Oil on canvas, 11" x 18", 2011
When beth and I travel, we always take drawing supplies with us. Pencils, erasers and paper can be easily packed and transported. Oils however are another matter, what with airline restrictions, transporting canvases, easels, solvents and in the end wet paintings. So, on occasion we pack a set of watercolors and a block of paper.
Study: Three Lemons
Watercolor on paper, 8" x 13", 2009
The watercolor study above was done on one of our "rainy day" sessions. I found these wonderful lemons at an Italian Greengrocer in Panicale (Umbria), and set to work. With the light uncharacteristically coming from right to left, I did my best to control everything.
Now two years later it is time to attempt the oil painting here in New Hampshire. But I cannot find Italian lemons at my local market so I have to make do with ones from California.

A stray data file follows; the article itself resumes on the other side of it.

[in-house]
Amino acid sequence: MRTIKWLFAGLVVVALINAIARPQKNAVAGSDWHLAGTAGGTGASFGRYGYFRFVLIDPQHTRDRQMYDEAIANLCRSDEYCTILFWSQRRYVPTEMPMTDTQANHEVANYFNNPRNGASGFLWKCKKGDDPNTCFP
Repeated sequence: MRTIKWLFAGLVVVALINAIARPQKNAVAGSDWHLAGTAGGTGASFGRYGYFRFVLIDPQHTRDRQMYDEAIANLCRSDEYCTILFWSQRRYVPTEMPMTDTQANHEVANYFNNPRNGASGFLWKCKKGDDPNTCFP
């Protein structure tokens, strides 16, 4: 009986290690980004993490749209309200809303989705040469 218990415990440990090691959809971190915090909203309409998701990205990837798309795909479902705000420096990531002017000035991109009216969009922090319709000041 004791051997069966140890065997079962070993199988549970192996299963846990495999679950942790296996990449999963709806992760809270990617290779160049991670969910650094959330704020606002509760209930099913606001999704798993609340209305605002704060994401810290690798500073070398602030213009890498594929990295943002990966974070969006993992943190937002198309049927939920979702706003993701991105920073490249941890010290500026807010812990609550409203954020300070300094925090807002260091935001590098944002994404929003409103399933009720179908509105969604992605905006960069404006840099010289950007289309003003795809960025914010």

If Blue is associated with spirituality and red, passion, then yellow represents the intellect. Technically, yellow is the most difficult color to control. Being the lightest and brightest color it is easily corrupted when shaded, turning a sickly green. Set yellow against black and it becomes its brightest and most luminous. Given that, it is a chore to control the shading and keep these lemons alive.
Francisco de Zurbaran (1598-1664)
Lemons, Orange and Rose
oil on panel
Norton Simon Museum, Pasadena
Spanish still life painters could control the extremes of value and still keep their colors clear.
This painting by Zurbaran is one of the greatest still lifes ever painted.....in my opinion.
2011 copyright James Aponovich